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17 Outcome of extra-corporeal life support for fulminant heart failure/cardiogenic shock
  1. N Mahon,
  2. J O'Neill,
  3. S O’Brien,
  4. J McCarthy,
  5. C O’Loughlin,
  6. E Carton
  1. Mater Misericordiae University Hospital, Dublin, Ireland


Background Fulminant heart failure (so called ‘crash and burn’) are associated with a grim prognosis, and the outcomes of ventricular assist device (VAD) implantation in this group are poor. Accordingly extracorporeal life support (ECLS) systems have emerged as options for stabilisation of these patients allowing for a more definitive intervention at a later stage (‘bridge to decision’ or ‘bridge to bridge’).

Aim and methods To evaluate ECLS outcomes for fulminant heart failure / cardiogenic shock (CS) and to compare these with ECLS outcomes for other indications. A systematic review of all cases of ECLS for cardiac indications in one institution since program inception was undertaken.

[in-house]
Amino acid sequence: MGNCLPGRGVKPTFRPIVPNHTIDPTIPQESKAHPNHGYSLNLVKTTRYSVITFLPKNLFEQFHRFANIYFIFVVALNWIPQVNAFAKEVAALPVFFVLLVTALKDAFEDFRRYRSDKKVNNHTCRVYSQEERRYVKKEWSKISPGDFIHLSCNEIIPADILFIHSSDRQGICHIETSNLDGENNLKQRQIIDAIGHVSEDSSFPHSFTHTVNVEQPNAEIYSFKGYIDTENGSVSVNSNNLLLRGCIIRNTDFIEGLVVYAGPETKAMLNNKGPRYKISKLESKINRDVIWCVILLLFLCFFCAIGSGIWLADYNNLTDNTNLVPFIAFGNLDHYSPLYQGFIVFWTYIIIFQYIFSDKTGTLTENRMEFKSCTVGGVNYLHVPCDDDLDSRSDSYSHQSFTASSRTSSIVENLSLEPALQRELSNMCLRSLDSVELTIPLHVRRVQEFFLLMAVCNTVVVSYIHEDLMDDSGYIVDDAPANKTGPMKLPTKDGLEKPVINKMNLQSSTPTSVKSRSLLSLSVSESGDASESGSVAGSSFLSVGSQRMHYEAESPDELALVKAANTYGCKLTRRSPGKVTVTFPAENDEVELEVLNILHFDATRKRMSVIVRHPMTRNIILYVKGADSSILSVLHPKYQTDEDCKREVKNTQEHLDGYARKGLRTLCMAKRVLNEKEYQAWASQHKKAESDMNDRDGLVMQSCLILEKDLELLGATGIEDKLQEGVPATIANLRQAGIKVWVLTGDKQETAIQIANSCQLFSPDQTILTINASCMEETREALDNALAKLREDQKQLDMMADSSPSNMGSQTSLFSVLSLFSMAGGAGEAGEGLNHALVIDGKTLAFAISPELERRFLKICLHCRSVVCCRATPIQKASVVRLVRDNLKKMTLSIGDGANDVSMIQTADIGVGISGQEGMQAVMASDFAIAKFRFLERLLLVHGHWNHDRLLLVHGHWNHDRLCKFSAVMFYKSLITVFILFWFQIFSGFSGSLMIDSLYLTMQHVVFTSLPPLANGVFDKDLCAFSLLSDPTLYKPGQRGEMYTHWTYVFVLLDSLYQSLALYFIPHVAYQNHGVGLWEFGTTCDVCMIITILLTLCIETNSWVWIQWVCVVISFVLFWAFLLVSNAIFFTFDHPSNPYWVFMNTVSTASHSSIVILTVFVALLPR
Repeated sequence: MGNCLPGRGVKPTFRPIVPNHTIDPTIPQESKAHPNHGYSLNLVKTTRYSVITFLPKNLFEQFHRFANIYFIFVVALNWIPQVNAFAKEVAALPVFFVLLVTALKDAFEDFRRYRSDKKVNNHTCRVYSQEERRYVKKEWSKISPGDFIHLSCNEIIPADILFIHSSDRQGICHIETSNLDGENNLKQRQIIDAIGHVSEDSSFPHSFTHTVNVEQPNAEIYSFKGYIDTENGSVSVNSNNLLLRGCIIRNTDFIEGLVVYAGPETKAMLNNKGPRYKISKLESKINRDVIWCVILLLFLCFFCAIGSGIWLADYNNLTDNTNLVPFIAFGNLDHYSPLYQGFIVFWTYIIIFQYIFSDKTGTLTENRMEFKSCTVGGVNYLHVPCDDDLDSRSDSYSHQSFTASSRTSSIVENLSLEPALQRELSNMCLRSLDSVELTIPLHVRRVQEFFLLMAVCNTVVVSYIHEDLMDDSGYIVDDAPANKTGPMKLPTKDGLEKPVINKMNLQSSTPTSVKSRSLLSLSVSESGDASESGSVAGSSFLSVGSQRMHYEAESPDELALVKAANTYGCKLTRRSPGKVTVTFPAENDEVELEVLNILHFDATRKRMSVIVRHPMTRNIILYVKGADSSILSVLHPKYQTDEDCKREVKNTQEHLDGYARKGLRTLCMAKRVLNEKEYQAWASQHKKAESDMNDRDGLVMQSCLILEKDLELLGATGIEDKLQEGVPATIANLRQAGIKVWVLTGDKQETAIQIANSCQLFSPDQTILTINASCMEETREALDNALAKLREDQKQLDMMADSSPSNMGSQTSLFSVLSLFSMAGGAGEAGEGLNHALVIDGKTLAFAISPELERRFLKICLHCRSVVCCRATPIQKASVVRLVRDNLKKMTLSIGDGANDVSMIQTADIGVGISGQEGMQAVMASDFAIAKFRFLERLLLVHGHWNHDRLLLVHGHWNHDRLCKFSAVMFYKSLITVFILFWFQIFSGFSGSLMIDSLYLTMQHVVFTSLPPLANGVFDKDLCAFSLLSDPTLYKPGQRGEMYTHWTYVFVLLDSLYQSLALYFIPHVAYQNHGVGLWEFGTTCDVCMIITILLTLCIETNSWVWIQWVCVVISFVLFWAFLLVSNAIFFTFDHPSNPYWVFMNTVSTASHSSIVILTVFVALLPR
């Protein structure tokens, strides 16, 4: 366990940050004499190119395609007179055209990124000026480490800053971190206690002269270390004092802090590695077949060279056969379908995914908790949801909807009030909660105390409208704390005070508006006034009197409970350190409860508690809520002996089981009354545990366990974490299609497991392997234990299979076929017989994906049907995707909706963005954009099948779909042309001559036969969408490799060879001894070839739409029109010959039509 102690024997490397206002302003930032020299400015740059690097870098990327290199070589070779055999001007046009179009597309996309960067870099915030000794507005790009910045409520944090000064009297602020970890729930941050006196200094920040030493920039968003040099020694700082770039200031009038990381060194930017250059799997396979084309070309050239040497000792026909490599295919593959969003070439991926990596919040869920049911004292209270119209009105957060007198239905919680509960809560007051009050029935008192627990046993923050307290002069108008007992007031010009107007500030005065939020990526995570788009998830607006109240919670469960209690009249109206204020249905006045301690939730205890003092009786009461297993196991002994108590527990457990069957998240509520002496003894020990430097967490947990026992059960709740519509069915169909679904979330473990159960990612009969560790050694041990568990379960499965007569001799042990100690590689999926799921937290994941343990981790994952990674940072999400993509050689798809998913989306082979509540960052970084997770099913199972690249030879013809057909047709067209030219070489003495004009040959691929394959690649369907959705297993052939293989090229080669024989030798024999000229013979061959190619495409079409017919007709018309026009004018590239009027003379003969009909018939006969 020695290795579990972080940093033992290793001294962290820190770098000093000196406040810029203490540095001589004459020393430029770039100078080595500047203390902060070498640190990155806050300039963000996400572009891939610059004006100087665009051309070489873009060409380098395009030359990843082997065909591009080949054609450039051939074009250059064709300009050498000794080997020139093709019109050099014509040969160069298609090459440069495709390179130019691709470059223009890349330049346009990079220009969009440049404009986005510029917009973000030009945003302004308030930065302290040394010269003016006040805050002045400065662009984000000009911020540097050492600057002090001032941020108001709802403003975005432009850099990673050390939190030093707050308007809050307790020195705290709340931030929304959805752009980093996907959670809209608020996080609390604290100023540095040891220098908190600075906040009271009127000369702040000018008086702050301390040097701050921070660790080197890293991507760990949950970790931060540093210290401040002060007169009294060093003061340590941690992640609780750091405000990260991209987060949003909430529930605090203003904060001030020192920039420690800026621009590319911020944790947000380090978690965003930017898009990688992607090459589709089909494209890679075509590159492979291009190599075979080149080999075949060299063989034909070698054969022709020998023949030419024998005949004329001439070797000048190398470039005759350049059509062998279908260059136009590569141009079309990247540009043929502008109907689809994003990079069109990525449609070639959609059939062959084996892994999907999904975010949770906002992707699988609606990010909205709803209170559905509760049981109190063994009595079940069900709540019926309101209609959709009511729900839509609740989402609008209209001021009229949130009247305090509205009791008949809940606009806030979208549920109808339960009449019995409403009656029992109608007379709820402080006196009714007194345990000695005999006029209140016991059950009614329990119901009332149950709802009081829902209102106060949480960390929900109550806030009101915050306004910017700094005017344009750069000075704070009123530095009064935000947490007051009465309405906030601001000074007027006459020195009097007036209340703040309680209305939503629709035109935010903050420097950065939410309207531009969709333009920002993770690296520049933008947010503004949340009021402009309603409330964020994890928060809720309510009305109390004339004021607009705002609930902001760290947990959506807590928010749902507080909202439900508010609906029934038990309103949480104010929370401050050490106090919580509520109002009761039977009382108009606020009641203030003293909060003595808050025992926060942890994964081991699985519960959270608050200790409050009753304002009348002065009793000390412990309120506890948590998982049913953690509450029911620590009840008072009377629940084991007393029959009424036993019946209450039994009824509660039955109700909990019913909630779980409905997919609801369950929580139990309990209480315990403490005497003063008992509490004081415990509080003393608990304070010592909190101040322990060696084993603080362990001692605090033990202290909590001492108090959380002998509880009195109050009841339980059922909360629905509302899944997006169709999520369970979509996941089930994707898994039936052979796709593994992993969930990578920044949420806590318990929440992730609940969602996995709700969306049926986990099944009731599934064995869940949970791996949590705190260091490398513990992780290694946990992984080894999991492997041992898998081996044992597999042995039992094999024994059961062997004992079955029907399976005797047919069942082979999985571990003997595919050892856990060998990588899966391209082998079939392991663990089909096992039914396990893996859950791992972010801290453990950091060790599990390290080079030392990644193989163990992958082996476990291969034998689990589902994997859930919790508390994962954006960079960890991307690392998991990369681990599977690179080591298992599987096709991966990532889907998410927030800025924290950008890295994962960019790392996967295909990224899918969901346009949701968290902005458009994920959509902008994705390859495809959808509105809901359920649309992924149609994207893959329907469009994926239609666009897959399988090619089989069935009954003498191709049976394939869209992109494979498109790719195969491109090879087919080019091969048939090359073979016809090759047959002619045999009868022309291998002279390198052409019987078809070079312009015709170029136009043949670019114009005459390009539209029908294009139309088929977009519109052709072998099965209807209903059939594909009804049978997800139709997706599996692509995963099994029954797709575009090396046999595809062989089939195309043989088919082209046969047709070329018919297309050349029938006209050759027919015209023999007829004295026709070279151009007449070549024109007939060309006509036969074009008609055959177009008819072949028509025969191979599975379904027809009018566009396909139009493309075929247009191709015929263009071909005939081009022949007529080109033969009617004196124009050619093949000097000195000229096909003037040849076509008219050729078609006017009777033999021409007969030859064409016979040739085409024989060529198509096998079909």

Results Between 2009 and 2015, 37 patients underwent cardiac ECLS (Cardiohelp® Maquest, Germany) for a median of 5 days range (range: 1–13 days) and a total of 193 ELCS days. Fourteen patients (37%) had CS, 16 patients (43%) had post-cardiotomy cardiogenic shock (PCCS) and 7 patients (19%) had ECLS during cardiopulmonary resuscitation (ECPR). Survival to hospital discharge was 75% and 57% among the PCCS and ECPR groups respectively.

Of the 14 CS patients, 3 (21%) survived, one to hospital discharge (‘bridge to recovery’) and 2 to VAD implantation as bridge to transplantation (‘bridge to bridge’). The remaining 11 CS patients were deemed unsuitable for further intervention and did not survive.

Conclusion ECLS for fulminant heart failure can be life saving. However, expectations should be tempered by the fact that overall outcomes in this group remains poor. While certain presentations, such as fulminant myocarditis, can neither be prevented nor predicted, in less acute situations timely recognition of patients who might ultimately require cardiac transplantation is desirable.

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